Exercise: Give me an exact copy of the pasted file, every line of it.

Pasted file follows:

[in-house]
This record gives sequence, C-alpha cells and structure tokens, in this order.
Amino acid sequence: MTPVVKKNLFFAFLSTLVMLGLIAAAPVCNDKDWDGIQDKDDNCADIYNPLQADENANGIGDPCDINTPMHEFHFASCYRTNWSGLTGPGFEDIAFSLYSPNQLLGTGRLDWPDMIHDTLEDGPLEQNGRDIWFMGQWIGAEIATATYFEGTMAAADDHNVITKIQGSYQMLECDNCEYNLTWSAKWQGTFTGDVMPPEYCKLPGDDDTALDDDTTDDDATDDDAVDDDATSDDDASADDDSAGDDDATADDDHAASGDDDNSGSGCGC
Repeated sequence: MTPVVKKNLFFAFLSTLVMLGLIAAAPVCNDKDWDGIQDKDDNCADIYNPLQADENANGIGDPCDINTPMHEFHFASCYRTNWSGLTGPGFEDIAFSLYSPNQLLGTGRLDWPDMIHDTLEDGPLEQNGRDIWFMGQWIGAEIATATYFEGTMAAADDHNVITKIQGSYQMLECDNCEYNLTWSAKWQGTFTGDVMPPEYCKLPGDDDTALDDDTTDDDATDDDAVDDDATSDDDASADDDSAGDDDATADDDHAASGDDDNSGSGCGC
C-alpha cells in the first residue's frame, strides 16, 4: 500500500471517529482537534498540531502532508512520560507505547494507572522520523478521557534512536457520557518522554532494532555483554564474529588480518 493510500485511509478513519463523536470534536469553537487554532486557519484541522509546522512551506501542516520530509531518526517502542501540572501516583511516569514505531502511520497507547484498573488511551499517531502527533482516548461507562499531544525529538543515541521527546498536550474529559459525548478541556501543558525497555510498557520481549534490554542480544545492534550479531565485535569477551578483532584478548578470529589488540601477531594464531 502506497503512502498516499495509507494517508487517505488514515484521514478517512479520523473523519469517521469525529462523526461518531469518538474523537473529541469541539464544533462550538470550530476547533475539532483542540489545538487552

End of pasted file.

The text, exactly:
[in-house]
This record gives sequence, C-alpha cells and structure tokens, in this order.
Amino acid sequence: MTPVVKKNLFFAFLSTLVMLGLIAAAPVCNDKDWDGIQDKDDNCADIYNPLQADENANGIGDPCDINTPMHEFHFASCYRTNWSGLTGPGFEDIAFSLYSPNQLLGTGRLDWPDMIHDTLEDGPLEQNGRDIWFMGQWIGAEIATATYFEGTMAAADDHNVITKIQGSYQMLECDNCEYNLTWSAKWQGTFTGDVMPPEYCKLPGDDDTALDDDTTDDDATDDDAVDDDATSDDDASADDDSAGDDDATADDDHAASGDDDNSGSGCGC
Repeated sequence: MTPVVKKNLFFAFLSTLVMLGLIAAAPVCNDKDWDGIQDKDDNCADIYNPLQADENANGIGDPCDINTPMHEFHFASCYRTNWSGLTGPGFEDIAFSLYSPNQLLGTGRLDWPDMIHDTLEDGPLEQNGRDIWFMGQWIGAEIATATYFEGTMAAADDHNVITKIQGSYQMLECDNCEYNLTWSAKWQGTFTGDVMPPEYCKLPGDDDTALDDDTTDDDATDDDAVDDDATSDDDASADDDSAGDDDATADDDHAASGDDDNSGSGCGC
C-alpha cells in the first residue's frame, strides 16, 4: 500500500471517529482537534498540531502532508512520560507505547494507572522520523478521557534512536457520557518522554532494532555483554564474529588480518 493510500485511509478513519463523536470534536469553537487554532486557519484541522509546522512551506501542516520530509531518526517502542501540572501516583511516569514505531502511520497507547484498573488511551499517531502527533482516548461507562499531544525529538543515541521527546498536550474529559459525548478541556501543558525497555510498557520481549534490554542480544545492534550479531565485535569477551578483532584478548578470529589488540601477531594464531 502506497503512502498516499495509507494517508487517505488514515484521514478517512479520523473523519469517521469525529462523526461518531469518538474523537473529541469541539464544533462550538470550530476547533475539532483542540489545538487552